Many of the stories were heartbreaking. One woman who spoke was a retired police officer who runs a youth group. She took in and housed 50 teens because her nonprofit has received very little aid. A woman with Stage 4 lung cancer and a partially resected lung took the floor, her breathing labored by her condition, and gave testimony about her ordeal navigating the aid process. Another woman stood up and talked about how she had to dig into her most of her life savings and her 401K to re-build her home and was now being told she might have to tear it down because the foundation wasn’t high enough for flood protection. (She doesn’t have the funds to do that.) Another woman stood up and she too has Stage 4 cancer, with mets to her spine (which are incredibly painful) and she is sleeping on a friend’s couch because she is unable to return to her home. The lead representative from the Sea Gate community stood up and spoke about the need for a rebuild and repair of the Coney Island sewer system -every time it rains, the community is flooded with raw sewage. A representative of various mom and pop stores in Brighton Beach stood up and spoke up about how many businesses hadn’t received aid because they had been turned down for small business loans because for some reason they didn’t qualify. Another man spoke about how applying for a small business loan invalidated his eligibility for other assistance. A woman stood up and talked about how some people in charge of aid refused to go to her basement because there was raw sewage in it, even though it is something she has to deal with on a daily basis. One after another, more and more people stood up to speak about their struggles and grievances. In speaking to the civic leaders, they said, “We need you to be our superheroes”. To which, the Comptroller replied, “Anyone who gives us their information…if you don’t get a call back tomorrow, someone in the Comptroller’s Office is getting fired”.
Ideas For the Re-build:
So much time has past and so much money has been spent. It’s time for action and accountability. It’s time to do what needs to be done. It’s time to re-build the places we call home.
1. De-centralize the distribution process for funding (top-down ->to grassroots/hyperlocal)
I think that taking a grassroots->up approach to funding will be very helpful moving forward. A lot of local non-profits in the affected areas really stepped up during the storm and its aftermath and even became mini case and disaster management agencies. Many houses of worship also stepped up. They know the areas they serve very well and many nonprofits already run on really tight budgets -making dollars out of pennies, so there is a natural tendency and skill towards a lean model and streamlined process. I think that allocating aid through and to community organizations and boards will help get aid to those who need it most. It also will hopefully cut down on the number of layers that people will have to interact with in order to get things done, in addition to being able to handle the nuances and special circumstances surrounding specific cases. Think mini-Navy Seal teams.
I also think that giving local Build it Back centers more authority when it comes to making decisions will be helpful especially when they are made in the context of participatory budgeting and in conjunction with the community and its members.
2. Cut waste wherever possible and allocate the savings to areas that need it.
One of the things that was pointed out during the meeting was the amount of booklets and papers used. I think that’s a fair point. Perhaps it would be better if we had people opt-in for an all digital version of what they need and how they get their information. This would save paper and $$$. For those folks who prefer paper, they would just state their preference and get paper versions.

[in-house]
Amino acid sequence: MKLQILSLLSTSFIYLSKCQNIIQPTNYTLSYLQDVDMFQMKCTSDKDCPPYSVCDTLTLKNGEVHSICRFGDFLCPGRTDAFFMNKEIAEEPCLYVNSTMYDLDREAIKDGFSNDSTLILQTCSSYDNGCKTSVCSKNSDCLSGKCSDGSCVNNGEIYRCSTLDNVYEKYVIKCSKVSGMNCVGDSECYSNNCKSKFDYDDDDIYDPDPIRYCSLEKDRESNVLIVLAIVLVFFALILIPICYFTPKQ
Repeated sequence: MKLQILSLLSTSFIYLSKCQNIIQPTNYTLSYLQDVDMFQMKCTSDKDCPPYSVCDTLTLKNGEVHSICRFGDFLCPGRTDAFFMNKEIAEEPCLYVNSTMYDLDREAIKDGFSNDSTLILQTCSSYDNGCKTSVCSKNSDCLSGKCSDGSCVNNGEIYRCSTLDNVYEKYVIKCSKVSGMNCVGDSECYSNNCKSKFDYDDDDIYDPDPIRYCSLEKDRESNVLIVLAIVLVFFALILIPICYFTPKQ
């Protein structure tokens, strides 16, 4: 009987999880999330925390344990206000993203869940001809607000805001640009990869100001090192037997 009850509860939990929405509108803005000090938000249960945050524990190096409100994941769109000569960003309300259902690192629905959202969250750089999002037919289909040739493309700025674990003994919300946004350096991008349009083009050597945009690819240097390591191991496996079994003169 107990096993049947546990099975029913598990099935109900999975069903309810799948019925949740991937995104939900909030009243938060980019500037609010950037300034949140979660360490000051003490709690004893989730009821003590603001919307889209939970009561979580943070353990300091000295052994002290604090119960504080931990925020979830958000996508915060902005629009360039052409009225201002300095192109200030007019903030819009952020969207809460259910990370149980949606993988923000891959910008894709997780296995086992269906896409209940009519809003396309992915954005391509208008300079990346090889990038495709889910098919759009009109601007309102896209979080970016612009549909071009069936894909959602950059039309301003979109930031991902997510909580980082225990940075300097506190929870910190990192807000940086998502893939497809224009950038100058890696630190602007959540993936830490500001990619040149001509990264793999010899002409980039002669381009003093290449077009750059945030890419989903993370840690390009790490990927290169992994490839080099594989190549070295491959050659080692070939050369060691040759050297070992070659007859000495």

A second point that was made at the meeting was the use of “overpriced consultants”. I think that having community experts with special skills weigh in might be the way to go. I also see universities potentially lending their expertise. What if someone’s project on say, storm prevention design was put into a real world, real time practical application? I’ve also heard of a program in Chicago where corporations have lent out their consultants to the government/city at no charge to help tackle city issues.
3. Crowdsource ideas from the community and share.
Empower people to step up and be heard. Have a platform that allows them the opportunity to do that. People who live and work in a community are invested in it. They know what’s going on and they know what the issues are. They know which traffic lights are broken and which streets have the most potholes. They also have ideas as to what they want their neighborhood to be. Why not crowdsource ideas and ask people what the issues are, what needs to be done, and how they would solve a problem? I really liked the Talking Transitions event http://talkingtransitionnyc.com/ Perhaps we could do something similar but maybe at a more local level.
4. Set up a service core and pool resources for synergy.
In looking at the web sites for disaster recovery and following what’s been happening on Twitter, I’ve seen several small volunteer groups in Staten Island, in the Rockaways, Canarsie, etc band together and help re-build people’s homes. There are also some groups on the NYC Service Corps web site. What if we had a Habitat for Humanity-like group here in Southern Brooklyn? Or what if we asked corporations that host volunteer days to dedicate some of those corporate volunteer days to Hurricane Sandy re-build projects? What if Lowes or Home Depot, who already offer free classes on home repairs set up special classes for volunteers who help in the rebuild? What if Scripps Network (who owns DIY and HGTV etc) had a show dedicated to re-building Sandy homes?